Avalanche Forecast Northwest Coastal

Date Issued: Valid Until:

Avalanche Canada ghelgeson, Avalanche Canada

Avalanche Forecast

Mon Apr. 15th ยท 3:27PM

Alpine

Danger Ratings Considerable

Treeline

Danger Ratings Considerable

Below Treeline

Danger Ratings Low
Storm Slabs Storm Slabs

Alpine

Danger Ratings High

Treeline

Danger Ratings Considerable

Below Treeline

Danger Ratings Low

Alpine

Danger Ratings Considerable

Treeline

Danger Ratings Moderate

Below Treeline

Danger Ratings Low
Strong southwest flow should deliver significant snow and wind beginning Monday night. If more than 30 cm of new snow falls then danger ratings should all be bumped up one level, so Considerable becomes High.

Confidence

Moderate - Timing, track, or intensity of incoming weather system is uncertain on Tuesday

Weather Forecast

A fairly juicy pattern is setting up that should deliver significant snow and wind to the Coast beginning Monday night carrying on through at least Friday. These systems are pretty convective which makes it difficult to pin down accurate snowfall amounts, but it looks like winter is coming, back, at least to the alpine over the next few days.MONDAY NIGHT: Freezing level rising to around 1000 m, moderate to strong southwest wind, trace to 10 cm of snow possible. TUESDAY: Overcast, freezing level around 1000 m, strong southwest wind, 10 to 25 cm of snow possible, with another 10 to 20 cm possible Tuesday night.WEDNESDAY: Overcast, freezing level around 1100 m, moderate to strong southwest wind, 2 to 6 cm of snow possible during the day with 5 to 15 cm possible Wednesday night.THURSDAY: Broken cloud cover, freezing level around 1200 m, moderate to strong southwest wind, 1 to 5 cm of snow possible.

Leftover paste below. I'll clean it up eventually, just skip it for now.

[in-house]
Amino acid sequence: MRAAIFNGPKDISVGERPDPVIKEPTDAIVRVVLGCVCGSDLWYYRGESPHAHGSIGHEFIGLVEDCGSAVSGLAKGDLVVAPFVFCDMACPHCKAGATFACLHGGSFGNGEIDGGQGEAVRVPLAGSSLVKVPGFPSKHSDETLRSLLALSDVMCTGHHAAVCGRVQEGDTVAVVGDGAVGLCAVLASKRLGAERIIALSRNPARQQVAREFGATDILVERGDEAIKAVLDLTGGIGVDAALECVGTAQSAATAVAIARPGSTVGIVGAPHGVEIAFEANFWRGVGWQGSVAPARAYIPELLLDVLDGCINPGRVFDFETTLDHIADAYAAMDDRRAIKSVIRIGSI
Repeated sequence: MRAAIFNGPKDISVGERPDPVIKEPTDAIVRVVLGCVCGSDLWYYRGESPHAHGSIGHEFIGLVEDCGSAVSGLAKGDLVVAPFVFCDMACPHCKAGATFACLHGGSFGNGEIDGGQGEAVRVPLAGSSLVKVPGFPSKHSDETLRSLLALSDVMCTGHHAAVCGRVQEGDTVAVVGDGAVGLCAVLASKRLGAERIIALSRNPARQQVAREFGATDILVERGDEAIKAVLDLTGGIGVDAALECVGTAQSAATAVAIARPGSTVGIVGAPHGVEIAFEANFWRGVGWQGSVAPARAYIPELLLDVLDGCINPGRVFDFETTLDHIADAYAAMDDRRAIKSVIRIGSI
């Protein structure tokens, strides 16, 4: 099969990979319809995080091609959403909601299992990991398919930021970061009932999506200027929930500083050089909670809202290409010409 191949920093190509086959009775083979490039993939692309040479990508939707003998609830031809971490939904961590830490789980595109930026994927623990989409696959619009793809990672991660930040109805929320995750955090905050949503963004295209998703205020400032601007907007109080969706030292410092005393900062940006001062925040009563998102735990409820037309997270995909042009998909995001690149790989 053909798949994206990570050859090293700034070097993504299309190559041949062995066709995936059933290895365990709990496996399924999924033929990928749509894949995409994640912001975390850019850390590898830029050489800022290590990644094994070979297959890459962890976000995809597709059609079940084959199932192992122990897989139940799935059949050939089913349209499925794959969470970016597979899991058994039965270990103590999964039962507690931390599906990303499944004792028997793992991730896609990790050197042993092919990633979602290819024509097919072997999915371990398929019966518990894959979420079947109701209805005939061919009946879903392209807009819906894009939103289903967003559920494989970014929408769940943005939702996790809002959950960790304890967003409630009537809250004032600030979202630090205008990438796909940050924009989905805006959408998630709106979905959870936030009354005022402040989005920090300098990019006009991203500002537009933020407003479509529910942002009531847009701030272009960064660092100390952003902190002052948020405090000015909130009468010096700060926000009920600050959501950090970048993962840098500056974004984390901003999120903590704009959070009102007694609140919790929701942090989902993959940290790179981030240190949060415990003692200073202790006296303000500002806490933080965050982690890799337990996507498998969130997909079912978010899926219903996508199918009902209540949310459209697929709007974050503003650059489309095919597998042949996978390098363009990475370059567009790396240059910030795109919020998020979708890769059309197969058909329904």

Avalanche Summary

Ne new avalanche activity to report from Saturday or Sunday.We received a great MIN report on Friday. It details a few avalanche occurrences including a size 3 on an east facing slope and lots of loose wet activity from steep terrain.

Snowpack Summary

The region received 5 to 20 cm of snow Saturday into Saturday night. There is now about 20 cm of dry snow on high elevation north facing slopes and a 5 to 10 cm melt freeze crust on all other aspects. As we enter into mid-April we're dealing with a classic warm snowpack. At and below treeline the snowpack is becoming isothermal. We're tracking the April 4th crust which is down 20 to 80 cm below the surface on high elevation north facing slopes. Surface hoar and facets have been observed on this crust and it continues to produce sudden planar results in snowpack tests. We have not heard of any activity on this interface recently, but this week's cycle of storms have potential to activate it. Digging deeper, north facing alpine terrain also has a layer of facets down approximately 100 cm below the surface which are thought to be dormant at this time.

Problems

Storm Slabs

Storm Slabs

We're expecting up to 10 cm overnight and as much as 20 cm Tuesday. A natural avalanche cycle at upper elevations is possible. Be prepared for conditions to steadily deteriorate throughout the day and make sure you've got a clear and safe route home.

Avoid freshly wind loaded features, especially near ridge crests, roll-overs and in steep terrain.Avoid all avalanche terrain during periods of heavy loading from new snow, wind, or rain.Look for signs of instability: whumphing, hollow sounds, shooting cracks, and recent avalanches.

Aspects: All aspects.

Elevations: Alpine, Treeline.

Likelihood

Likely

Expected Size

1 - 2.5